Stratus and fog along the Gulf Coast have long been a topic of concern. For decades, Galveston has been the major seaport for the southern United States. Houston is a hub for two major airlines and also serves as host to a plethora of private companies. "Airplane accidents due to low ceilings and visibility claim more lives per year than any other cause, including engine trouble. Low clouds and fog are also a major factor in airport delays. These delays cost the airlines close to $24 million per year." (Kyle and Levert) Therefore, research and further study have been accomplished on the matter to better serve the forecaster.

The United States Air Force conducted and completed the Lyle Study in January 1969. The study utilized the pressure gradient rather than the wind velocities to forecast stratus for Randolph Air Force Base and surrounding areas. The accuracy was uncanny. The 00 Zulu model run pressure data yielded a nearly ninety percent accuracy at forecasting the presence of a stratus deck. And, the pressure gradient data forecasted a ceiling within one hour and fifteen minutes as well as within three hundred feet of the base over sixty percent of the time. The study presents the forecaster with a listing of questions about the pressure gradients across the southern Texas area for the aviation forecaster. I personally utilized this study when forecasting for Randolph and Lackland Air Force Bases. The answers provided to these questions were compiled to produce a likelihood of stratus across the San Antonio area. (Lyle)

The National Weather Service in Houston conducted a study of fog development along the upper Texas Gulf Coast. Their analysis concluded that wind velocities and relative humidity were directly related to fog development. At least seventy percent relative humidity was observed in cases of fog development. Low level wind speeds were higher on days with fog, signifying the presence of the low-level jet. According to the study, an aviation forecaster should forecast low ceilings and fog development in the following atmospheric conditions: low-level relative humidity of at least seventy percent and easterly to southeasterly winds (onshore flow) greater than five knots with increasing speeds and veering direction aloft. (Kyle and Levert)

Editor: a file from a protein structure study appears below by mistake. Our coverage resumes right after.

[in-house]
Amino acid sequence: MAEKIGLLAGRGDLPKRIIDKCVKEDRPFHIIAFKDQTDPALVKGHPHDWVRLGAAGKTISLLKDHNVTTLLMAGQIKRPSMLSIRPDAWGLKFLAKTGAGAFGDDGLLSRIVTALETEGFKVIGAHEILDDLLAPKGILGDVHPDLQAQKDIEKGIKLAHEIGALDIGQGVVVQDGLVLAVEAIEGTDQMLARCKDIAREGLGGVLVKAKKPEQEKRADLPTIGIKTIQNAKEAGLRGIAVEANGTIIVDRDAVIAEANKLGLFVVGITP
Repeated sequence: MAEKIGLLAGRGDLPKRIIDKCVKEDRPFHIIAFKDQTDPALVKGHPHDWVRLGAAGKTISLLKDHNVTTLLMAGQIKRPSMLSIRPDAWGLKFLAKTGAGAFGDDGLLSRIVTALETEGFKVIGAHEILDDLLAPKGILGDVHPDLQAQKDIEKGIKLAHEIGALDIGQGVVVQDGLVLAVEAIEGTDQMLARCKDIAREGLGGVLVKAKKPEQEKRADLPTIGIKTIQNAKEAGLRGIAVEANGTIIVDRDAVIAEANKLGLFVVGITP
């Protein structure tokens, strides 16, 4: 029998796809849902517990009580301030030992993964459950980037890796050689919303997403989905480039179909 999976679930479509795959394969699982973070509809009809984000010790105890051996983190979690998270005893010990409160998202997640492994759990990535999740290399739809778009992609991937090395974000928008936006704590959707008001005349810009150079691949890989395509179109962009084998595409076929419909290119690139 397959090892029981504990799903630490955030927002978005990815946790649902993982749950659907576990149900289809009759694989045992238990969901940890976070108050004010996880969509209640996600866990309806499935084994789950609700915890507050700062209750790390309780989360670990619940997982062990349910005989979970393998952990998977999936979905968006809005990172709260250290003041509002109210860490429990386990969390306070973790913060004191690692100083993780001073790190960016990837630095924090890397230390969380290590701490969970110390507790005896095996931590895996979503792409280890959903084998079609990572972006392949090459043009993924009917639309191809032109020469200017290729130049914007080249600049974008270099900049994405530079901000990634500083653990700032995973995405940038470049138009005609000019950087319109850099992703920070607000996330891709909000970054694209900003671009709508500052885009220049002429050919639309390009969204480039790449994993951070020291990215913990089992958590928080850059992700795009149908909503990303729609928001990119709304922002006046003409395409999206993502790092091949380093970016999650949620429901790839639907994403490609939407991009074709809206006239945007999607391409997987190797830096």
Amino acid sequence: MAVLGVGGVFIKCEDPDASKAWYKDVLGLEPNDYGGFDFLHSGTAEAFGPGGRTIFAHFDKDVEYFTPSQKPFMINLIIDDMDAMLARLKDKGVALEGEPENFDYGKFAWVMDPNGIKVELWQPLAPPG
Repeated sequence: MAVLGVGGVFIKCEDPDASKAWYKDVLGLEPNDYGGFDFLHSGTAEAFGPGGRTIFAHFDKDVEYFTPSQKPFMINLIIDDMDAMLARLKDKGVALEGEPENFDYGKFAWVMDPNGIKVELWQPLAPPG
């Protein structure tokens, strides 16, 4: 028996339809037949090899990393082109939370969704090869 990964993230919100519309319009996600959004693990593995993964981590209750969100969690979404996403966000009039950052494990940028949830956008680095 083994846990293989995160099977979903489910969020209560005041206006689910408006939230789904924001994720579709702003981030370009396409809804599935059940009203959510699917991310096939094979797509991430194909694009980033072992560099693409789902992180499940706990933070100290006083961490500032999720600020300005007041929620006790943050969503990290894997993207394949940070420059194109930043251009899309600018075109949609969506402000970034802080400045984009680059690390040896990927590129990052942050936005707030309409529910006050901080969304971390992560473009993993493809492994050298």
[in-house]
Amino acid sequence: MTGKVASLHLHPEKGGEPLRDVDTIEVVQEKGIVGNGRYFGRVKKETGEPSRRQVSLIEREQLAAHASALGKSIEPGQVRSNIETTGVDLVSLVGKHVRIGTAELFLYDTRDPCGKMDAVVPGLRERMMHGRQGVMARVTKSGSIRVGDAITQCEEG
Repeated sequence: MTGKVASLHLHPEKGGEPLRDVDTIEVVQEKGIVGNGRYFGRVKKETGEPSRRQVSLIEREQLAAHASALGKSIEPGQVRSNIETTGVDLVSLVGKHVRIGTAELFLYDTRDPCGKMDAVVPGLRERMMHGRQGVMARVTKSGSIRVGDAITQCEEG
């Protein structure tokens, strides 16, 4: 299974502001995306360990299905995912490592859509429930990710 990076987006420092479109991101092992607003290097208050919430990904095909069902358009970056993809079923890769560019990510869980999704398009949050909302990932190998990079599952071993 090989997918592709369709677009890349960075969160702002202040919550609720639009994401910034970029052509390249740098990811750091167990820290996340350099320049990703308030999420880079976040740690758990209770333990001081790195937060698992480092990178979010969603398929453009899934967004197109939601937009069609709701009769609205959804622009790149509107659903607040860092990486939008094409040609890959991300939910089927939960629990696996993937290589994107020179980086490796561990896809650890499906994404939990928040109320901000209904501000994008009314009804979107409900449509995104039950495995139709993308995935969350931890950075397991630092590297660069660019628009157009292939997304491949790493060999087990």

Meteorology is a young science. With its origin in the World Wars and model dependency upon recent technological advances, our capabilities of forecasting complex phenomena like low-level stratus and fog are limited. Future research will need to focus on strengths of pressure gradients as they give an indication of the strength of the low-level jet and general low-level flow from the Gulf. The Lyle study depicted that using pressure gradients is a sound means of understanding the strength of low-level flow and therefore moisture advection from the Gulf. More research is also required on modeling stationary boundaries and their slight but impeding movement once positioned along the Gulf Coast. With so many inconsistencies in the separate forecast models available, research should focus on utilizing the correct biases and disregarding the erroneous biases, a process known as ensemble forecasting.

Works Cited

Dunlop, Storm. Oxford Dictionary of Weather. New York: Oxford University Press, 2001.

Kyle, Bryan, and Carolyn Levert. "A Study of Fog along the Upper Texas Coast."
Online Posting. National Weather Service Office, Houston/Galveston, Texas. 01 May 1998.

Lyle, Richard W. "Lyle Stratus Study for Forecasting Gulf Stratus at Randolph Air Force Base."
24th Weather Squadron, Detachment 10, Randolph Air Force Base. January 1969.